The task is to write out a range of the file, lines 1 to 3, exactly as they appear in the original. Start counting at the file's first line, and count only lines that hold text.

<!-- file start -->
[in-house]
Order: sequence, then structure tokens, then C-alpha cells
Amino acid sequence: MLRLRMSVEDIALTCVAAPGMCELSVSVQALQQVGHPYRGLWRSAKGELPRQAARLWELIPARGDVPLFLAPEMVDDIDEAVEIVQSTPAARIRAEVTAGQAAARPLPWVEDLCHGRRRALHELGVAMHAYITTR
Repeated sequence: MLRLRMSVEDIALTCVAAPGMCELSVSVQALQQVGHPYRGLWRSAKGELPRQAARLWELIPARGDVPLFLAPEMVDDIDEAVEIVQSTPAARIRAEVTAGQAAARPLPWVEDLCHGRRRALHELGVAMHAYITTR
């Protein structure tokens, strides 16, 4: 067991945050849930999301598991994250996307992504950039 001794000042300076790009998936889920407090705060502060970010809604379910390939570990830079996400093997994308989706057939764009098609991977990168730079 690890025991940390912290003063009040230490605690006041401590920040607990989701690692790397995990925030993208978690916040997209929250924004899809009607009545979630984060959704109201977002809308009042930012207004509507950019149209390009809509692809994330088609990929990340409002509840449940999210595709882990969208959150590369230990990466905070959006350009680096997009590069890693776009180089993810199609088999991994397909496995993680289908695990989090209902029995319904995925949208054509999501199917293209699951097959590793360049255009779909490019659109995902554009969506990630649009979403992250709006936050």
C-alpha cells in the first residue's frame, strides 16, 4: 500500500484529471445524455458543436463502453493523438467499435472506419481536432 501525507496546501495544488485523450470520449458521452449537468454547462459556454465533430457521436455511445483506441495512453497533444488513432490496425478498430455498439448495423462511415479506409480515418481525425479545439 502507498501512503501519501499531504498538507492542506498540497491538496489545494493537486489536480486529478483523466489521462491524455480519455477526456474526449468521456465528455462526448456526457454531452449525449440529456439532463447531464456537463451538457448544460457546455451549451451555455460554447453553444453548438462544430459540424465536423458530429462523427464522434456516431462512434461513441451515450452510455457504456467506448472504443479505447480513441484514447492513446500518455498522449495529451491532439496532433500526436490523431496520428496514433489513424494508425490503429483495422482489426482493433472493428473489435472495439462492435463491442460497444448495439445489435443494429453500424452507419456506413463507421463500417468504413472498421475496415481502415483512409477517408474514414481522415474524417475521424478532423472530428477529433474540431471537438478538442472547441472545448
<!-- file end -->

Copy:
[in-house]
Order: sequence, then structure tokens, then C-alpha cells
Amino acid sequence: MLRLRMSVEDIALTCVAAPGMCELSVSVQALQQVGHPYRGLWRSAKGELPRQAARLWELIPARGDVPLFLAPEMVDDIDEAVEIVQSTPAARIRAEVTAGQAAARPLPWVEDLCHGRRRALHELGVAMHAYITTR